The lights of Adelaide Hall dim and a blanket of red illuminates four men on a stage. Three of them grasp guitars, and a drummer wearing a bandanna waits for a cue from his band members. When they hit the opening chord, all eyes focus on them and don’t waver.
The Groovy Brothers, along with other local bands like The Lost Angelos and Love Wagon, took the stage last Thursday night for RUTV and SpiritLive Radio’s annual Band Night. Accompanying them were contestants of the cover contest, invited to perform their renditions of popular songs.
In its third year, the event is intended to showcase Ryerson talent. Not only does the night entail good music and a well-equipped bar, it also acts as a networking platform for local musicians.
“You can find some good local talent here,” said Jared Foot, drummer of The Groovy Brothers. “It’s good to team up with bands and like-minded people in similar industries. It’s a networking hub.”
The band also includes Alexander Javan on bass, Caeleb Campbell, rhythm and lead guitarist, and Dillon Hall, lead guitarist and lead singer.
RUTV’s Band Night helps promote Ryerson musicians by broadcasting student-produced content. Trey Robinson, president and executive producer of RUTV, finds it important to give students a platform for their music.
“This is talent that we have to foster as Ryerson students, as RUTV, the campus network. Our motto is ‘your network, your story,’ so we give everybody a chance to share their story,” said Robinson.
According to Robinson, the idea for the band night was motivated by the inability of student musicians to express themselves. Between the night’s production, design, and performances, he feels every contributor has a fair chance to share their story with the world.
Jenna Peddle, a first-year creative industries student, waits patiently by the bar for her turn on stage. Peddle and her partner, Mitchell Cairns-Spicer, submitted an acoustic rendition of Selena Gomez’s “Same Old Love” with a touch of the blues. Later that night, they win the cover contest, earning prizes from sponsors. It’s their first time taking home a prize at a Ryerson event.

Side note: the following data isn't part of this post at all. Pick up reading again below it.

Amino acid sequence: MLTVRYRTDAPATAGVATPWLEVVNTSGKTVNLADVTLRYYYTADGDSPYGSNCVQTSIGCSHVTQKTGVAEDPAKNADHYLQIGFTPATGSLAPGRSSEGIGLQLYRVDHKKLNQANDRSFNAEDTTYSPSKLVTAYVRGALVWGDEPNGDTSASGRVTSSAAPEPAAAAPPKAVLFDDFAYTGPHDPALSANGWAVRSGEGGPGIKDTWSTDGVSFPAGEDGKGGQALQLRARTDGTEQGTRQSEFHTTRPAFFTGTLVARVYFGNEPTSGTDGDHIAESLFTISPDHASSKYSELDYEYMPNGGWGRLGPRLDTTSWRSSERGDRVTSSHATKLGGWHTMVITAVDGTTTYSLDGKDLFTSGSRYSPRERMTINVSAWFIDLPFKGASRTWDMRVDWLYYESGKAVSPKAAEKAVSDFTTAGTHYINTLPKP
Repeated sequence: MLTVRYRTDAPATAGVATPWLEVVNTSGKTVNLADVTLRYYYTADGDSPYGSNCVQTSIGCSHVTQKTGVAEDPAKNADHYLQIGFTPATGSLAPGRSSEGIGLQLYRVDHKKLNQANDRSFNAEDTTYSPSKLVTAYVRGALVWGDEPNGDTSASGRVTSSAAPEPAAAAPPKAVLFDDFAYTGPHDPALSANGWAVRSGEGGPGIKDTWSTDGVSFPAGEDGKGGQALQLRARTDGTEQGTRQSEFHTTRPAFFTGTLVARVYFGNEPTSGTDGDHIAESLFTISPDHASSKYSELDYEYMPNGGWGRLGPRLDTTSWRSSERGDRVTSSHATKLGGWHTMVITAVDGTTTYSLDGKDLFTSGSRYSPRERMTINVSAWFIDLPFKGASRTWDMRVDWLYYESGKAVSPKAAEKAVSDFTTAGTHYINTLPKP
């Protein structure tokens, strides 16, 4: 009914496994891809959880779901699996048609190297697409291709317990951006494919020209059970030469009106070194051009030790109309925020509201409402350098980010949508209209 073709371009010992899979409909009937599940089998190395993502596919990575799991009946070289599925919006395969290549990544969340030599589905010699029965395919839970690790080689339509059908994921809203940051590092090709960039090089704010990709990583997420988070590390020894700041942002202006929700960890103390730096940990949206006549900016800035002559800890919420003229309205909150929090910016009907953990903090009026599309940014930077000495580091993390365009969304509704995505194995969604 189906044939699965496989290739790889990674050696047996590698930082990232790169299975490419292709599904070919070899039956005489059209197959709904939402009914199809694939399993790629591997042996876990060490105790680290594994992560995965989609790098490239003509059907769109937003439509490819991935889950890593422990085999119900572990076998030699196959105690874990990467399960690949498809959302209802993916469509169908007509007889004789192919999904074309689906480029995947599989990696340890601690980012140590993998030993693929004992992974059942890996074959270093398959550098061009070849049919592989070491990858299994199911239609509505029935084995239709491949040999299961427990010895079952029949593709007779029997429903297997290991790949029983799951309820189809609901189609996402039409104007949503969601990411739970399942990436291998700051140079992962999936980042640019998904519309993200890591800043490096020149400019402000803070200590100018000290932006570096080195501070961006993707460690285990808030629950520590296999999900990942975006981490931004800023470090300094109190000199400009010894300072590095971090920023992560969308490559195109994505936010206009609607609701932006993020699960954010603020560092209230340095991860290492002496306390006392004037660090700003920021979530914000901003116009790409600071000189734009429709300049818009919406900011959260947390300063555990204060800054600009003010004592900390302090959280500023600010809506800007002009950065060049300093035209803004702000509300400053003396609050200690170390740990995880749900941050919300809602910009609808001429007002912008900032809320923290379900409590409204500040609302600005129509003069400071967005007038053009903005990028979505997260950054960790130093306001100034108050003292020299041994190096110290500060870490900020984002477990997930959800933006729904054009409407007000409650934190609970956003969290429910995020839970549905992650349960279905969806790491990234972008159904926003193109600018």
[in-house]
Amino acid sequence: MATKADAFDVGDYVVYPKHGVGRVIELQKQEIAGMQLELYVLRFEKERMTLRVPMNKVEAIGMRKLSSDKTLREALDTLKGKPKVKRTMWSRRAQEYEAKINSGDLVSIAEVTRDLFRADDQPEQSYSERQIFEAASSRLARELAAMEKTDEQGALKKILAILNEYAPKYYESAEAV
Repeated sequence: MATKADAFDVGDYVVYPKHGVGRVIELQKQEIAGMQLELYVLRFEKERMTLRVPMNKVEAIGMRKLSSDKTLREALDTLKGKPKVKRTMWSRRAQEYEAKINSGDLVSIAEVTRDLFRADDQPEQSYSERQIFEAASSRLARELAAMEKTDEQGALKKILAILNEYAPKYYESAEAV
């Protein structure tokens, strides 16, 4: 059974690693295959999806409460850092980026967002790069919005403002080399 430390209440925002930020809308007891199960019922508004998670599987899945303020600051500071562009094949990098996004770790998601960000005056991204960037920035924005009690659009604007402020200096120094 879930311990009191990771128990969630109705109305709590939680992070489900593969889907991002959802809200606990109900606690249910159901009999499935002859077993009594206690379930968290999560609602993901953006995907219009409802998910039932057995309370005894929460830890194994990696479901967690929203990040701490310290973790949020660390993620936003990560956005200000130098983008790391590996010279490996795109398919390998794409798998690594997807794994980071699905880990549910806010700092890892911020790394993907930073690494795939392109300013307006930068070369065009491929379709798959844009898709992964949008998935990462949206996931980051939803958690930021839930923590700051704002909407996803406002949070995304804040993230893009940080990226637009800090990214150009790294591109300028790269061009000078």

Peddle, who has ample experience at singing competitions, believes the band night is a good showcase of Ryerson talent. “It’s good to support local artists. There’s a lot of diversity in a place like Toronto,” she said.
RUTV, according to Robinson, helps people stay connected. Reviving the previously inoperative network took contributors a year, and it stays alive by uniting people through programs like band nights.
“We want to be able to connect with our peers, and make sure people are connecting with each other through the content we create and they create. Breaking down those barriers, basically,” said Robinson.
RUTV doesn’t just showcase anyone, however. Robinson makes sure the bands featured have extraordinary talent that connects to their listeners.
Ryerson’s talent isn’t being put to waste. Javan’s future goal for The Groovy Brothers? It’s to keep jamming forever.
Photos by Hung Le